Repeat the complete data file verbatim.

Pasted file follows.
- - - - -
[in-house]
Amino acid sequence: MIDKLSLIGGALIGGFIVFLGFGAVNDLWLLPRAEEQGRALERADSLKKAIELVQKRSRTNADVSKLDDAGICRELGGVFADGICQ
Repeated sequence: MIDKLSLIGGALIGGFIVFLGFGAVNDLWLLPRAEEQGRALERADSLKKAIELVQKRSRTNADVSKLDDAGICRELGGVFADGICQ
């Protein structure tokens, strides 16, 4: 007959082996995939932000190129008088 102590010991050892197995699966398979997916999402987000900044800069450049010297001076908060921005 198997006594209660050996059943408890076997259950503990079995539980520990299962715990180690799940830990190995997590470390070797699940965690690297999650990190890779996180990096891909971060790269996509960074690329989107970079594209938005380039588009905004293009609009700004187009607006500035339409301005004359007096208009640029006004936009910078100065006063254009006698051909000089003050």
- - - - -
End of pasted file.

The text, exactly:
[in-house]
Amino acid sequence: MIDKLSLIGGALIGGFIVFLGFGAVNDLWLLPRAEEQGRALERADSLKKAIELVQKRSRTNADVSKLDDAGICRELGGVFADGICQ
Repeated sequence: MIDKLSLIGGALIGGFIVFLGFGAVNDLWLLPRAEEQGRALERADSLKKAIELVQKRSRTNADVSKLDDAGICRELGGVFADGICQ
């Protein structure tokens, strides 16, 4: 007959082996995939932000190129008088 102590010991050892197995699966398979997916999402987000900044800069450049010297001076908060921005 198997006594209660050996059943408890076997259950503990079995539980520990299962715990180690799940830990190995997590470390070797699940965690690297999650990190890779996180990096891909971060790269996509960074690329989107970079594209938005380039588009905004293009609009700004187009607006500035339409301005004359007096208009640029006004936009910078100065006063254009006698051909000089003050």